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Uber’s Dramatic Script for Change, Presented by an All-Female Cast

Yesterday my metaphor was chess, with a wink to the grandmaster of tech, Masayoshi Son. Today, the focus is on theater, specifically the dramatic performance besieged Uber presented Tuesday.

Unlike Shakespearean casts of old, the dramatis personae of Uber’s display of public theater was all female. Board member Arianna Huffington, in-the-job-for-a-few-minutes head of human resources Liane Hornsey, and Rachel Holt, head of U.S. and Canada operations and a longtime senior-management culture carrier at Uber, held a hastily arranged news conference to explain how Uber intends to right its corporate ship. Absent from the call were any men, notable in a company with the bro-est of cultures. Its top dude, CEO Travis Kalanick, was frequently mentioned but not there at all.

I call this theater because Uber is out to tell a story of change. In prepared remarks, Huffington said the company wasn’t after more headlines. (Good luck with that.) Instead, she said, Uber wants to explain the “changes” under way at the company. Hornsey discussed how Uber will listen better to its employees. Holt promised Uber would heal wounds with drivers—all while insisting Uber’s business is better than ever.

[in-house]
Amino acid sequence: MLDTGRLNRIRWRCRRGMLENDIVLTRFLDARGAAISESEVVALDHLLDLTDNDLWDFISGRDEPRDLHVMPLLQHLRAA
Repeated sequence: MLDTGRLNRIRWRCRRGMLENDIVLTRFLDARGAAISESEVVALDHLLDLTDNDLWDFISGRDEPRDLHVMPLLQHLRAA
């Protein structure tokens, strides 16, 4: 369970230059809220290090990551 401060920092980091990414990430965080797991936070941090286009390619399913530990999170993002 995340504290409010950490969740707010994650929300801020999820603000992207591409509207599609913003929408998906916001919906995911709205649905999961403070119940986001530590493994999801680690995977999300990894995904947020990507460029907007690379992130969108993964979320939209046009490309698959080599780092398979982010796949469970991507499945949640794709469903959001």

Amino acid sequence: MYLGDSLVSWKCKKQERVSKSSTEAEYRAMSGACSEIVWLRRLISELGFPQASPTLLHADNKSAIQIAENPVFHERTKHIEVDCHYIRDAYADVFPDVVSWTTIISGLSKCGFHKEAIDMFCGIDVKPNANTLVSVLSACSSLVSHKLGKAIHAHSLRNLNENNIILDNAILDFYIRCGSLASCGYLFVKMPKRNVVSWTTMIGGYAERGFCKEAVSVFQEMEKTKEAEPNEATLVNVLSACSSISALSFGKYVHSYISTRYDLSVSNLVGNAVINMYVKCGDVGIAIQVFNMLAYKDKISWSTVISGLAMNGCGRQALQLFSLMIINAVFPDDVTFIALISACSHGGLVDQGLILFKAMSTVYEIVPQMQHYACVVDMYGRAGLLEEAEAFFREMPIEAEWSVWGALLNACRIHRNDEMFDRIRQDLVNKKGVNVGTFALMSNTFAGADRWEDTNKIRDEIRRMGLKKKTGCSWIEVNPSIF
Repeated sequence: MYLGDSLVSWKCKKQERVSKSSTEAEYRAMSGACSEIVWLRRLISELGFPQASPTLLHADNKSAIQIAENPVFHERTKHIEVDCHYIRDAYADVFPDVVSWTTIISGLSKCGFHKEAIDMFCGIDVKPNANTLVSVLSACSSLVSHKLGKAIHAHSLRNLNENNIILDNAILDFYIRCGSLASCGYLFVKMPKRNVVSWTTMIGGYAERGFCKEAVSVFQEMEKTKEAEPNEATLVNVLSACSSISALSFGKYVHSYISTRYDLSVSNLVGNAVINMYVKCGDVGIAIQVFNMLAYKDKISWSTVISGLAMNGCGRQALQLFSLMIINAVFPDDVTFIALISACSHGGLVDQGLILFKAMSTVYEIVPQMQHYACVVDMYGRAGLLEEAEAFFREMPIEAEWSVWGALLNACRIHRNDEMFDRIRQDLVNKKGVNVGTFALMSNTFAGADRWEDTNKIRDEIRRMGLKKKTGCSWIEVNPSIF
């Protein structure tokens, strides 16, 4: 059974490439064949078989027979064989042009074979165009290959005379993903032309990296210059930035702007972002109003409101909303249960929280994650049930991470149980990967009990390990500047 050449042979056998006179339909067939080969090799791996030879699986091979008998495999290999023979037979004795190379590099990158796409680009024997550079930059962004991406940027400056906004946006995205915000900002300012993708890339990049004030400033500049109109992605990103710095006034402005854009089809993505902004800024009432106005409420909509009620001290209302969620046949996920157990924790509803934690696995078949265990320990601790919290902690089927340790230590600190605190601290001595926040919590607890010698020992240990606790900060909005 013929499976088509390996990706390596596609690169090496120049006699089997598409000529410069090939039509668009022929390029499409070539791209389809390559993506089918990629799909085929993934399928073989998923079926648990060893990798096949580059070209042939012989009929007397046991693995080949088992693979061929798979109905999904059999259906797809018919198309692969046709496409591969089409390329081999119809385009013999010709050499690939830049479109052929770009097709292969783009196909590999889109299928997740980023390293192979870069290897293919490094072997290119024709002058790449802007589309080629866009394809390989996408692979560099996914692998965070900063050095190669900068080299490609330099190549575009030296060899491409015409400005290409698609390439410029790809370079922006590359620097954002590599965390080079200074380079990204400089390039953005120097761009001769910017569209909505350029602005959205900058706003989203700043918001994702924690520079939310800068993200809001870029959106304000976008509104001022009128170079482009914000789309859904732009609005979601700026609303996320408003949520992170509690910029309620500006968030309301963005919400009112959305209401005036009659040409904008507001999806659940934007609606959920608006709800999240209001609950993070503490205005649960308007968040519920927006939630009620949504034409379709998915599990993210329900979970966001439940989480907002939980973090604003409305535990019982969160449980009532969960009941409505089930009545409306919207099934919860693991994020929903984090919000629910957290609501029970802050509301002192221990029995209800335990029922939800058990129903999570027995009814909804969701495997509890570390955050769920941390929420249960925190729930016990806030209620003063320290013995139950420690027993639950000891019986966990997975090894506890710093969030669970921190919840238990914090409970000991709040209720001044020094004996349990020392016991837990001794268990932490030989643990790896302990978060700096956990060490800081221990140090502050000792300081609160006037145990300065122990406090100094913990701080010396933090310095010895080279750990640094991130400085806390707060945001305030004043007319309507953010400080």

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Rarely has such a young company traveled from darling to goat to give-us-another-chance supplicant, all very much in the public eye. Just as Masayoshi Son’s very public gamesmanship will be fascinating to watch, Uber’s under-the-spotlight attempt to convince itself, its employees, its drivers (who can push a button and drive for another service any time they like), and the public of its rejuvenation will be a case study in process.

Can Uber do it? Monday night in San Francisco my Uber driver—hopped up on Starbucks after driving in from Sacramento in the rain—told me when the #deleteUber campaign began in late January he hurriedly signed up for Lyft, just in case his Uber business evaporated. Then a curious thing happened. His business with Uber picked up, and now it’s better than ever. His conclusion: the preponderance of his customers value lower wait times over moral purity.

This one is not over.